Ministerial row with ACA highlights urgency of total overhaul of ACA to make it totally independent of Executive - vital pre-condition for any successful anti-corruption campaign by Abdullah
by Lim Kit Siang
(Petaling Jaya, Monday): I have written to the Prime Minister, Datuk Seri Abdullah Ahmad Badawi, asking for an appointment to hand over a DAP memorandum on “All-out War Against Corruption” and for a discussion on the pre-conditions for a “clean, incorruptible, modest and beyond suspicion” government and a Malaysia with a new political culture with zero tolerance for corruption internationally recognized as among the world’s ten least corrupt nations.
Abdullah has started as the fifth Prime Minister on the right footing, creating a national feel-good mood and anticipation of better things to come, in particular his pledge in his maiden official speech in Parliament on November 3 to lead a “clean, incorruptible, modest and beyond suspicion” administration followed by his announcements of a National Institute for Public Ethics, restoration of the civics course in schools to inculcate the values of ethics and integrity, a RM 17 million regional anti-corruption academy and Malaysia as signatory to the United Nations Convention Against Corruption at the convention-signing ceremony in Mexico tomorrow.
Abdullah has the reputation of Mr. Clean, and DAP like all Malaysians not only wishes him well but is prepared to give him full support to make Malaysia world-famous as a corruption-free developing country. However, recent developments have raised serious questions whether Abdullah has got the whole system of government behind him in the all-out fight against corruption or whether it is the case of one man against the system. Has Abdullah got the support of the entire Cabinet and the top civil service in declaring an all-out war against corruption?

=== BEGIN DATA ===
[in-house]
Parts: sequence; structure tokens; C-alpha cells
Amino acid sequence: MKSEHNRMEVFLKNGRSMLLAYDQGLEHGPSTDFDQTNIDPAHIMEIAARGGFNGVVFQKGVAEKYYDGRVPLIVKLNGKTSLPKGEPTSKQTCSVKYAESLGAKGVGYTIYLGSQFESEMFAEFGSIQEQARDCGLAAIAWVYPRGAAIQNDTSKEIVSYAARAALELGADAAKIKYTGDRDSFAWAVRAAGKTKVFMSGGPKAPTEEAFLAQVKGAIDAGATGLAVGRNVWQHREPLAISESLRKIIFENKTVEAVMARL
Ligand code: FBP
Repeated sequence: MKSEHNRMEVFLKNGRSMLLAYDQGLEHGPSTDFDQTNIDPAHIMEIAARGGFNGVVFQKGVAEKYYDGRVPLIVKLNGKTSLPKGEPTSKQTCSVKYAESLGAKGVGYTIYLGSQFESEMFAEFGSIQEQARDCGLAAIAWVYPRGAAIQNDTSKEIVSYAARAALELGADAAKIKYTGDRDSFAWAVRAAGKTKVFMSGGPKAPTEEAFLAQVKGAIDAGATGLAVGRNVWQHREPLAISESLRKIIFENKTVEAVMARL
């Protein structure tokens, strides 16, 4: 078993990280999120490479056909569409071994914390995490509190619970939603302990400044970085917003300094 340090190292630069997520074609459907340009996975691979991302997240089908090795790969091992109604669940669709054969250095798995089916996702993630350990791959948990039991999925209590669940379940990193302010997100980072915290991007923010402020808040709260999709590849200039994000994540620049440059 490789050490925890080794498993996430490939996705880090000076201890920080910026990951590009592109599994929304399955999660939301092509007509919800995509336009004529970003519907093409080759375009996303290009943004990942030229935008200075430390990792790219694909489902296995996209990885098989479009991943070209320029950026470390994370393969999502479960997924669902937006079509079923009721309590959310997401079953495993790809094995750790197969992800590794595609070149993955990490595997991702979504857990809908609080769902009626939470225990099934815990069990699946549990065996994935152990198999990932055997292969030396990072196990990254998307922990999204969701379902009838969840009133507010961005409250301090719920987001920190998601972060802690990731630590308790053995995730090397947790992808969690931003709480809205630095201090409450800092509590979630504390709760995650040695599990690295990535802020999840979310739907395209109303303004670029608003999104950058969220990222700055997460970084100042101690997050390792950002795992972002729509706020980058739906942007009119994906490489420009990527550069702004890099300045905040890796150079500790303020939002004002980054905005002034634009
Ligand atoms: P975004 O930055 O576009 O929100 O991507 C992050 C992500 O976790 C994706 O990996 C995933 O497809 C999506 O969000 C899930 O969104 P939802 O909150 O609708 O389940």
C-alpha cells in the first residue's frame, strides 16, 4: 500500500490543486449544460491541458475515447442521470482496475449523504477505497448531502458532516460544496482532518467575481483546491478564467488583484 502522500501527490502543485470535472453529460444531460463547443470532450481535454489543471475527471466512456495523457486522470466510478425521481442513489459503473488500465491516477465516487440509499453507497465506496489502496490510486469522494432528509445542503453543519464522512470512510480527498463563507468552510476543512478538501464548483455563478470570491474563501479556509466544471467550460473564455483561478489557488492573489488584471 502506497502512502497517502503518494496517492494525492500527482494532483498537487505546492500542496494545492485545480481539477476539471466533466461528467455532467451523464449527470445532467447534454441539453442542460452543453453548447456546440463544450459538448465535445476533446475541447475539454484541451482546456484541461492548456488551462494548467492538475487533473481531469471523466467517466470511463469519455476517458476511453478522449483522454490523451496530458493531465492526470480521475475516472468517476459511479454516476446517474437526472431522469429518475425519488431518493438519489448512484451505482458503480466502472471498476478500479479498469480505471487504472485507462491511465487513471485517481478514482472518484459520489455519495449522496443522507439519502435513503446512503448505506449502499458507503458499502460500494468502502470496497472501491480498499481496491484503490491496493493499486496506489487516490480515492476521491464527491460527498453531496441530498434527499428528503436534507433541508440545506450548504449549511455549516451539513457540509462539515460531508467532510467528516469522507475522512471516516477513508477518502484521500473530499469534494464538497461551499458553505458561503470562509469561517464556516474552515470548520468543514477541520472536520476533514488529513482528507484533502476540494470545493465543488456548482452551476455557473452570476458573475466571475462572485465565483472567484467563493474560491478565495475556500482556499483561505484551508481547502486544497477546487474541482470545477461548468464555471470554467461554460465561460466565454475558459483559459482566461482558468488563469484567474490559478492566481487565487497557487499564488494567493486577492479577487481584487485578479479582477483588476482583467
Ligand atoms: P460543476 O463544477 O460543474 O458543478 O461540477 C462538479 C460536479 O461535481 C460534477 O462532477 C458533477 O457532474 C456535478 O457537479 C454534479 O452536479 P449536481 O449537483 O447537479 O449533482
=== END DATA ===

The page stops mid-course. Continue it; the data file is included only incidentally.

If the entire Cabinet is behind Abdullah in the objective for a corruption-free administration and a new political culture of zero tolerance for corruption, why hasn’t the Cabinet given total endorsement in the anti-corruption campaign by taking two decisions in the past five weeks, viz:
The shocking statement by the Chief Secretary, Tan Sri Samsudin Osman, at the closing of the Fourth Regional Anti-Corruption Conference for Asia and the Pacific last Friday that corruption was not a “serious” problem in Malaysia as the rate of corruption in Malaysia was low in the civil service not only flies in the face of the sharp drop of Malaysia’s ranking of Transparency International’s annual Corruption Perception Index from 23rd placing in 1995 to 37th this year, but posed the question whether the top civil service leadership is solidly behind the campaign of an all-out war against corruption.
The public row between two Ministers, Datuk Seri Nazri Aziz (Entrepreneur Development) and Datuk Azmi Khalid (Rural Development) with the Anti-Corruption Agency (ACA) has underlined one indisputable fact – the utter lack of independence and professionalism of the ACA or Malaysia’s TI CPI ranking would not have fallen 14 places from 23rd to 37th placing in the past nine years!
In fact the row of the two Ministers with the ACA provided four illustrations of the ACA’s shocking incompetence, ineptitude, inefficiency, ineffectiveness and utter lack of professionalism and integrity.